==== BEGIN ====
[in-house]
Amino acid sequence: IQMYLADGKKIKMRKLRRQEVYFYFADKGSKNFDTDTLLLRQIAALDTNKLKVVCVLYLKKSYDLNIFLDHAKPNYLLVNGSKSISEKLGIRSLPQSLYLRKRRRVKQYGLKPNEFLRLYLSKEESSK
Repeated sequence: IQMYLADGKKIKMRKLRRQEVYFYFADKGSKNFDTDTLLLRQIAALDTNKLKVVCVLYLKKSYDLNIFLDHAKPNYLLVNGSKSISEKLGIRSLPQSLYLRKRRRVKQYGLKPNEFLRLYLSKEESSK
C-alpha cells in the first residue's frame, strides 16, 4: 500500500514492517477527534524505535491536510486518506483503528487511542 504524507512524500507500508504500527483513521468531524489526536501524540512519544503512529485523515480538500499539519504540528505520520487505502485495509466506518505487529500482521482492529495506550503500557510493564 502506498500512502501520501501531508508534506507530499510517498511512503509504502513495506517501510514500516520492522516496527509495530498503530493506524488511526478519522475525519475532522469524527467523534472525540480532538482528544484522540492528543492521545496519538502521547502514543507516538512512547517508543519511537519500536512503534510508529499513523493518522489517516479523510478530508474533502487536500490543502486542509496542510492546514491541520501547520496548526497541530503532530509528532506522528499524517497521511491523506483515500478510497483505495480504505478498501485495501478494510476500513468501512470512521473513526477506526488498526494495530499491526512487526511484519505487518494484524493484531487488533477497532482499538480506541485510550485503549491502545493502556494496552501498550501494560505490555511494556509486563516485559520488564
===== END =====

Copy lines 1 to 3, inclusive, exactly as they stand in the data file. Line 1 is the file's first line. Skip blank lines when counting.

[in-house]
Amino acid sequence: IQMYLADGKKIKMRKLRRQEVYFYFADKGSKNFDTDTLLLRQIAALDTNKLKVVCVLYLKKSYDLNIFLDHAKPNYLLVNGSKSISEKLGIRSLPQSLYLRKRRRVKQYGLKPNEFLRLYLSKEESSK
Repeated sequence: IQMYLADGKKIKMRKLRRQEVYFYFADKGSKNFDTDTLLLRQIAALDTNKLKVVCVLYLKKSYDLNIFLDHAKPNYLLVNGSKSISEKLGIRSLPQSLYLRKRRRVKQYGLKPNEFLRLYLSKEESSK